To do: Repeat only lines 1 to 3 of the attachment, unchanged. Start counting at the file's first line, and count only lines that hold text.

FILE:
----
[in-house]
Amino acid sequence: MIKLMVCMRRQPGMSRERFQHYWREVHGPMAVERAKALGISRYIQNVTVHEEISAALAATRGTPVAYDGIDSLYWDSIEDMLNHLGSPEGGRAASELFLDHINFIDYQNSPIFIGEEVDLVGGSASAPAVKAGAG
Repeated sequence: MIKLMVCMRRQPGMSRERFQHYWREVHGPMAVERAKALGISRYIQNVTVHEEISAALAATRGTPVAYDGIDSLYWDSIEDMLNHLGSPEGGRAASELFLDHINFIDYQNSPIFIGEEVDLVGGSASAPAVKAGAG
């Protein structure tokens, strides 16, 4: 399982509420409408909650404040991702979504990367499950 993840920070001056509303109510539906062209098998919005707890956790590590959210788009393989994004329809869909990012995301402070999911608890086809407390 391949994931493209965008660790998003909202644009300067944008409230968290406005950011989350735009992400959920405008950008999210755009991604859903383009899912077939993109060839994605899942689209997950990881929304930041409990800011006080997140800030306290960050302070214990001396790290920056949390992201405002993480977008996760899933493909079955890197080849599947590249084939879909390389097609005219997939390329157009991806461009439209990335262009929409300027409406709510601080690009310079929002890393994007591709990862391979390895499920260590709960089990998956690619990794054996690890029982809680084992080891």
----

[in-house]
Amino acid sequence: MIKLMVCMRRQPGMSRERFQHYWREVHGPMAVERAKALGISRYIQNVTVHEEISAALAATRGTPVAYDGIDSLYWDSIEDMLNHLGSPEGGRAASELFLDHINFIDYQNSPIFIGEEVDLVGGSASAPAVKAGAG
Repeated sequence: MIKLMVCMRRQPGMSRERFQHYWREVHGPMAVERAKALGISRYIQNVTVHEEISAALAATRGTPVAYDGIDSLYWDSIEDMLNHLGSPEGGRAASELFLDHINFIDYQNSPIFIGEEVDLVGGSASAPAVKAGAG